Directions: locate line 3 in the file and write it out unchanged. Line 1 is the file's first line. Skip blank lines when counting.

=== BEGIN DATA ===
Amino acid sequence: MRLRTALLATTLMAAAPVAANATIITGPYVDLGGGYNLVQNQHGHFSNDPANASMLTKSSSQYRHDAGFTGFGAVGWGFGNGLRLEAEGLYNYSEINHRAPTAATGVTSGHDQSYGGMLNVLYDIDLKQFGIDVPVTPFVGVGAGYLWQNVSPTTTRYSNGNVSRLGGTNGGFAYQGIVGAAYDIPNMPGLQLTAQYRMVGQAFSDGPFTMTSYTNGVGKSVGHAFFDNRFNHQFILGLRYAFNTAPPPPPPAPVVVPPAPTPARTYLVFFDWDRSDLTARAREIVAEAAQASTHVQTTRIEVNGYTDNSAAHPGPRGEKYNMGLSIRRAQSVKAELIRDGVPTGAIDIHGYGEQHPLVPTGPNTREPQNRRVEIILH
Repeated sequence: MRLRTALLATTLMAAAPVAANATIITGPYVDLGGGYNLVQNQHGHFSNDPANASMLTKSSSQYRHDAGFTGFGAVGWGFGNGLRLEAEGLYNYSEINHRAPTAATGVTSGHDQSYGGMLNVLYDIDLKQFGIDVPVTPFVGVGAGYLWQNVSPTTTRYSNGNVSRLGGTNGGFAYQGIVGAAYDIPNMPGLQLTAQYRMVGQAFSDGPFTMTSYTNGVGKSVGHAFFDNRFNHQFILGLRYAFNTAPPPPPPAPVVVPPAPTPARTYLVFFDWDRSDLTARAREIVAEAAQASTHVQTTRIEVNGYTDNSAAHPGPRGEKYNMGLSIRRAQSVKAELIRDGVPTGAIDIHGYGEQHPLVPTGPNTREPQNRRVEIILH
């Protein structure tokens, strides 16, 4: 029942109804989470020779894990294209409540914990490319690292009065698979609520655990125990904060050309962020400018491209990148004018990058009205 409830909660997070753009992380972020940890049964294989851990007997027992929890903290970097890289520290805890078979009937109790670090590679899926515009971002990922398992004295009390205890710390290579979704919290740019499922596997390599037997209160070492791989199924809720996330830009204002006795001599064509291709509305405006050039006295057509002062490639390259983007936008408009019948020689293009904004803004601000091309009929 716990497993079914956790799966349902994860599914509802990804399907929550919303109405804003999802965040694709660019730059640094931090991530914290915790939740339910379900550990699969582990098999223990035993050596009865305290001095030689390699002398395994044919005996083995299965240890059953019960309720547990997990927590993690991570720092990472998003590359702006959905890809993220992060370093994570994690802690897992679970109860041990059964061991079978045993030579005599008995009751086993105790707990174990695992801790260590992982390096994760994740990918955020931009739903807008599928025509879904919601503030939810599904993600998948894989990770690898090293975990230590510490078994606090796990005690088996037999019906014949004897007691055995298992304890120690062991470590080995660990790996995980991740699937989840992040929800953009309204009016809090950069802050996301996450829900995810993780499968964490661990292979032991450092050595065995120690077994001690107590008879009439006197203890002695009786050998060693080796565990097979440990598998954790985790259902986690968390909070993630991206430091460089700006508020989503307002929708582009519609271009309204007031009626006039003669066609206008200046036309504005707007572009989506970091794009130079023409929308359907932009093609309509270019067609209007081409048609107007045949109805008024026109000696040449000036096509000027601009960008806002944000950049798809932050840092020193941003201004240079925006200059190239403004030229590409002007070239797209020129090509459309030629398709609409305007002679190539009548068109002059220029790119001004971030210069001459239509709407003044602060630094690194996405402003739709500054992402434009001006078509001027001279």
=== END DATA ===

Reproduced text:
């Protein structure tokens, strides 16, 4: 029942109804989470020779894990294209409540914990490319690292009065698979609520655990125990904060050309962020400018491209990148004018990058009205 409830909660997070753009992380972020940890049964294989851990007997027992929890903290970097890289520290805890078979009937109790670090590679899926515009971002990922398992004295009390205890710390290579979704919290740019499922596997390599037997209160070492791989199924809720996330830009204002006795001599064509291709509305405006050039006295057509002062490639390259983007936008408009019948020689293009904004803004601000091309009929 716990497993079914956790799966349902994860599914509802990804399907929550919303109405804003999802965040694709660019730059640094931090991530914290915790939740339910379900550990699969582990098999223990035993050596009865305290001095030689390699002398395994044919005996083995299965240890059953019960309720547990997990927590993690991570720092990472998003590359702006959905890809993220992060370093994570994690802690897992679970109860041990059964061991079978045993030579005599008995009751086993105790707990174990695992801790260590992982390096994760994740990918955020931009739903807008599928025509879904919601503030939810599904993600998948894989990770690898090293975990230590510490078994606090796990005690088996037999019906014949004897007691055995298992304890120690062991470590080995660990790996995980991740699937989840992040929800953009309204009016809090950069802050996301996450829900995810993780499968964490661990292979032991450092050595065995120690077994001690107590008879009439006197203890002695009786050998060693080796565990097979440990598998954790985790259902986690968390909070993630991206430091460089700006508020989503307002929708582009519609271009309204007031009626006039003669066609206008200046036309504005707007572009989506970091794009130079023409929308359907932009093609309509270019067609209007081409048609107007045949109805008024026109000696040449000036096509000027601009960008806002944000950049798809932050840092020193941003201004240079925006200059190239403004030229590409002007070239797209020129090509459309030629398709609409305007002679190539009548068109002059220029790119001004971030210069001459239509709407003044602060630094690194996405402003739709500054992402434009001006078509001027001279």